DEFRA refused to disclose the information citing the exception for internal communications in regulation 12(4)(e) of the Environmental Information Regulations.
The IC's decision notice states:
Defra’s guidance at paragraph 220.127.116.11 states that the exception applies to “government administration in the broad sense” and that “the proper scope of the exception for ‘internal communications’ is communications internal to the whole area of the state covered by the definition of ‘public authority’ in Article 2(2)”.Read the full decision FER0272686 here.
22. The ICO disagrees with this approach, for the following reasons:
• regulation 12(8) makes specific mention of communications between government departments being covered by this exception. This regulation would serve no purpose if any statecommunication was to be deemed internal for the purposes of regulation 12(4)(e); and
• it would extend the scope of regulation 12(4)(e) to cover any communication sent between public authorities and therefore potentially reduce the availability of information to the public.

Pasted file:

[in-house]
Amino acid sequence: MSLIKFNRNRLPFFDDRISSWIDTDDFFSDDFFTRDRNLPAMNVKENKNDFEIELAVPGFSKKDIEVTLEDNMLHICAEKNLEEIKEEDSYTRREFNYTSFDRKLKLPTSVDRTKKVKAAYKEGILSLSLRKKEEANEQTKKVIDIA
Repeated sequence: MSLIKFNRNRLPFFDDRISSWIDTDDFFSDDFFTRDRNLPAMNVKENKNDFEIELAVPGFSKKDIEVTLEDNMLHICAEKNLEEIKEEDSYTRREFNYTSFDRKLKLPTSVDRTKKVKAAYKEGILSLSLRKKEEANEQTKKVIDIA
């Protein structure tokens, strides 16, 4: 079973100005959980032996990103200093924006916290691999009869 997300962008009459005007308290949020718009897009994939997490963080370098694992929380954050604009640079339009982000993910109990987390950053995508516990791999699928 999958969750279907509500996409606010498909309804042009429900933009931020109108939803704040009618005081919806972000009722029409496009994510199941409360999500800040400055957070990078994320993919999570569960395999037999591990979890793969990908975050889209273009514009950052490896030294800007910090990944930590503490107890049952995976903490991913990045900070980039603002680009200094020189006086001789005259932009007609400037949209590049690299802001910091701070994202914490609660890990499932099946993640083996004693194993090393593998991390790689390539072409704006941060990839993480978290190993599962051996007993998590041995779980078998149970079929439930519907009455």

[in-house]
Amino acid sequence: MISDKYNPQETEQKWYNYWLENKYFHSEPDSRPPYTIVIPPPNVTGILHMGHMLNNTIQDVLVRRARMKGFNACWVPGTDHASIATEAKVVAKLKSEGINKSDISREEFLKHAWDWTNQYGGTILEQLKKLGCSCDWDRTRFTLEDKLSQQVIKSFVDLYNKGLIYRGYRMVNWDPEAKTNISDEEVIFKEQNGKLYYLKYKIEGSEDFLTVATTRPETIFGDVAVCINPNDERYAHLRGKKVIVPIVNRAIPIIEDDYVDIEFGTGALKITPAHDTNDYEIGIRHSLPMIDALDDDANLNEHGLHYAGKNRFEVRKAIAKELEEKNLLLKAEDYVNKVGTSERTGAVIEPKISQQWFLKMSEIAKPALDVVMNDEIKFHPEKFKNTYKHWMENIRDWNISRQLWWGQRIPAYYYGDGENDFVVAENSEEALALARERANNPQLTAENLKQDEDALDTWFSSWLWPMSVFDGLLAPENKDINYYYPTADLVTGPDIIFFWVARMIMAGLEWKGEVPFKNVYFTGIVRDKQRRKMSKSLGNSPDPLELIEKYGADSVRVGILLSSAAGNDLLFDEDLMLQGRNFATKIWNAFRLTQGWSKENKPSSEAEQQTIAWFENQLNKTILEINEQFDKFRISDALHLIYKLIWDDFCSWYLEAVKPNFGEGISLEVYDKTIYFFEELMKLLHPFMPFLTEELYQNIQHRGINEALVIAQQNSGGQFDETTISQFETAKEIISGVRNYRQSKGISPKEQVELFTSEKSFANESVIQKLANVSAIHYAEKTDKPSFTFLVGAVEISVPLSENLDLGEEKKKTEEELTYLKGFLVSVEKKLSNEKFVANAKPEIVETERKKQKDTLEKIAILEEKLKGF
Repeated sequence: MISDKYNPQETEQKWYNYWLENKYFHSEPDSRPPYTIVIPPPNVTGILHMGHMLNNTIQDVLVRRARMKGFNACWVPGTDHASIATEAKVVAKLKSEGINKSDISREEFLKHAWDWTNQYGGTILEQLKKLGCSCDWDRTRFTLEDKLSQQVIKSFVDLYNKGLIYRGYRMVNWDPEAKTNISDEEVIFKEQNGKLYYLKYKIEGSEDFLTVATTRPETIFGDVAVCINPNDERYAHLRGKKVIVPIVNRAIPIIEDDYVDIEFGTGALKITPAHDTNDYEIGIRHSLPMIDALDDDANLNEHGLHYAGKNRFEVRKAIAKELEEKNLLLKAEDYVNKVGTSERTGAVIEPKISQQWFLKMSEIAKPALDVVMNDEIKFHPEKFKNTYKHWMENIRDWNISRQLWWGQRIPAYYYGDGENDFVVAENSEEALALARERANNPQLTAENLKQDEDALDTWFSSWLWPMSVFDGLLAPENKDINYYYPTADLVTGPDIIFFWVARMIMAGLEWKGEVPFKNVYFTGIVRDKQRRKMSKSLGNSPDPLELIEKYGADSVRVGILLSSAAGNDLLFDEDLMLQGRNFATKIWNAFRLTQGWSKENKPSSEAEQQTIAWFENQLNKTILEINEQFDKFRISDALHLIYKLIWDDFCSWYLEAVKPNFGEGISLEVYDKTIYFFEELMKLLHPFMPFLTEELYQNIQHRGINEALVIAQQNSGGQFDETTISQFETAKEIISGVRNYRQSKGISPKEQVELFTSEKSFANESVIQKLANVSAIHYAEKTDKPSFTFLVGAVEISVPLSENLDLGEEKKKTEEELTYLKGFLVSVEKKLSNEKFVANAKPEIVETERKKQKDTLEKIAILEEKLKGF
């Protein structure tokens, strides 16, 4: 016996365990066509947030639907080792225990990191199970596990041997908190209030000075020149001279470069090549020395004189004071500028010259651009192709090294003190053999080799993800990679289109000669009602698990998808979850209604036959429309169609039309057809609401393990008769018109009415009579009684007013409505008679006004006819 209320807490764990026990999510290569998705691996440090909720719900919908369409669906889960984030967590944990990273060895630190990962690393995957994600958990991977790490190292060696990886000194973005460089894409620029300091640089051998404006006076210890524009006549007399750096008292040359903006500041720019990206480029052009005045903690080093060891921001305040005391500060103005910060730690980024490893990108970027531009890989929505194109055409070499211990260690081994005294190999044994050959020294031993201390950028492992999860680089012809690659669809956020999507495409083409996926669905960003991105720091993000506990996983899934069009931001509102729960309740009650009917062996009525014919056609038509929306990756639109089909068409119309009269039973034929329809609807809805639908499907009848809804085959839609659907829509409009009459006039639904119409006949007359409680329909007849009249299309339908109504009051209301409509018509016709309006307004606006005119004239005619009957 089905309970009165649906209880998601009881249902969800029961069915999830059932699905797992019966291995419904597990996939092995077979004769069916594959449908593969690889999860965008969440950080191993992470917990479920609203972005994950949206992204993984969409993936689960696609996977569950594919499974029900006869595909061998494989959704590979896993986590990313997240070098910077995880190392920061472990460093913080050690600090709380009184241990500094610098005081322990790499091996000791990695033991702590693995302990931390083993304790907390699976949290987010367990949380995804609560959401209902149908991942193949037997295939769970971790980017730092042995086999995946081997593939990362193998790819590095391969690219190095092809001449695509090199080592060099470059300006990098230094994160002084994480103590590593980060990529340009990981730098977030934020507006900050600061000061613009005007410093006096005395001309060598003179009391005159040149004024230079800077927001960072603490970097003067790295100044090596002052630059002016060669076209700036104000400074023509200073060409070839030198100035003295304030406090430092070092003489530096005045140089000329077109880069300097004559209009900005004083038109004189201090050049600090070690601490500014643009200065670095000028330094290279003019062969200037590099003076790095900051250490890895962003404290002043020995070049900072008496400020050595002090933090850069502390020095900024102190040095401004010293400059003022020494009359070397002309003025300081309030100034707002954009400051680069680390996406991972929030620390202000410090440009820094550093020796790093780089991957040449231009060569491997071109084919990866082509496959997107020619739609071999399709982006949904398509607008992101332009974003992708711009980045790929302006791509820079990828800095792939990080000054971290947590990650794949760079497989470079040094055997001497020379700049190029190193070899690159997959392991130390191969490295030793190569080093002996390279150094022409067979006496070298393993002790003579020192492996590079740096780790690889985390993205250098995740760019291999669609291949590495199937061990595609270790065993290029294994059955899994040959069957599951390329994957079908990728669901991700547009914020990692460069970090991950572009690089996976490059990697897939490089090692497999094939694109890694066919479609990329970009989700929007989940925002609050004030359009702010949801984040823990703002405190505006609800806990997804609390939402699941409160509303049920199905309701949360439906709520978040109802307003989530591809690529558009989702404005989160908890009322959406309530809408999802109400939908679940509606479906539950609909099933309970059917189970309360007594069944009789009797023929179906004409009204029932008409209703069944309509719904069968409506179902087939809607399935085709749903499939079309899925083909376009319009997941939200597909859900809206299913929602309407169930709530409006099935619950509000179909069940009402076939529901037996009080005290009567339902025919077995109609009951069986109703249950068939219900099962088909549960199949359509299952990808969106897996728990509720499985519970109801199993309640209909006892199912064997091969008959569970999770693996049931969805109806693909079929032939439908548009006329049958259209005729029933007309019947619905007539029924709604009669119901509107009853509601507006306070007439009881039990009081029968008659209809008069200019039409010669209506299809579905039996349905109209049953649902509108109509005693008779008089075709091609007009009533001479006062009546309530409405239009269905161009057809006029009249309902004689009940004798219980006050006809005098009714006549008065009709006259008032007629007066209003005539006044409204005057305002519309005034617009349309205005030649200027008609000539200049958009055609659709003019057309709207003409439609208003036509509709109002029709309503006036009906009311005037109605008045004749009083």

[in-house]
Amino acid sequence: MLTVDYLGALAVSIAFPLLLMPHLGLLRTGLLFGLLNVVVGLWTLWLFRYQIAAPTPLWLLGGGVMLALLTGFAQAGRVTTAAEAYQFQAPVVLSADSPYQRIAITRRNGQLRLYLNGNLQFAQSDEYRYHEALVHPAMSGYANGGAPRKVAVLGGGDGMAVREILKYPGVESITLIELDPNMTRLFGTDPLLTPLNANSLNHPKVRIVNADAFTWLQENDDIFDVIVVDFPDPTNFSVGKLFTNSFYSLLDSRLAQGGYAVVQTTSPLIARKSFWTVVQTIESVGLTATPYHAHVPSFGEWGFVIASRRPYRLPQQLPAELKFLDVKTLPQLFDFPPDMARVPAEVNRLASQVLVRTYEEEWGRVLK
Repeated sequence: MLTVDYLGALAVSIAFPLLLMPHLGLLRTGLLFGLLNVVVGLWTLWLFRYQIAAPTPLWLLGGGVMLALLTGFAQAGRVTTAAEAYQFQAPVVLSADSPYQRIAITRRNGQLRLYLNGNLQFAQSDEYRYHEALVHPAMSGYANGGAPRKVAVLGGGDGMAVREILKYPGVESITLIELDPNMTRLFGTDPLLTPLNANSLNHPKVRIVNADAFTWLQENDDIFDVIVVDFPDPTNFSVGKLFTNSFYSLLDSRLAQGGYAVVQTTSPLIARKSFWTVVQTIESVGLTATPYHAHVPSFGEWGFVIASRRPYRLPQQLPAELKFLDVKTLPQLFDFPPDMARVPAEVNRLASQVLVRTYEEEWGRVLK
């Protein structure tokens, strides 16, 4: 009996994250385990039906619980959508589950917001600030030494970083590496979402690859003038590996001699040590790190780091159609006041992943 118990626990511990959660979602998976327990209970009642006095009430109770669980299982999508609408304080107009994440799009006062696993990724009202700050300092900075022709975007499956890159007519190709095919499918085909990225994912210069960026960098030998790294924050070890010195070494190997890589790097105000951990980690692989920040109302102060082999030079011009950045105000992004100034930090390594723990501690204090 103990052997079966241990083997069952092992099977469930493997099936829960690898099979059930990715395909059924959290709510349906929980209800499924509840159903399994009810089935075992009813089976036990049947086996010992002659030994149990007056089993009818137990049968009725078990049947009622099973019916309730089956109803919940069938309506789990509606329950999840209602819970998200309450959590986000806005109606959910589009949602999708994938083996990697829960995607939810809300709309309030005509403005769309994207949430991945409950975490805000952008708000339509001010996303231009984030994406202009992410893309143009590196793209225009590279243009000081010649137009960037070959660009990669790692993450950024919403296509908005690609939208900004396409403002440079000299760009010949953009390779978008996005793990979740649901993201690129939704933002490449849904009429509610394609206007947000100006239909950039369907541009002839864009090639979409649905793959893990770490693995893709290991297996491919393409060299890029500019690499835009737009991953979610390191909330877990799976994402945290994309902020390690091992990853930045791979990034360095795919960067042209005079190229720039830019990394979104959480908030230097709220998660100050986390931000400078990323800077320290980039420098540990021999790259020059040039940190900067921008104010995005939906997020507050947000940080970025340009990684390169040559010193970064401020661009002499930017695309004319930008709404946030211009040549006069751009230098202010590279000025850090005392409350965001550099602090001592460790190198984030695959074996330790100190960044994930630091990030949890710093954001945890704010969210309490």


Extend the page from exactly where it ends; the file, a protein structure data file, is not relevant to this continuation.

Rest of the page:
23. Communications between two separate public authorities, for example between a central government department and a local authority, or between two local authorities, will not constitute internal communications for the purpose of regulation 12(4)(e).
24. A similar approach was taken by the Scottish Information Commissioner in his Decision 052/2008 under the Environmental Information (Scotland) Regulations 2004 (paras 57 to 63).
25. The above explanations and examples provide insight into the reasoning behind the Commissioner’s decision in this case and arguments that the Mayor of London’s office is not considered to be a government department. It is within this context that communications between Defra and the Mayor of London cannot be defined as being internal.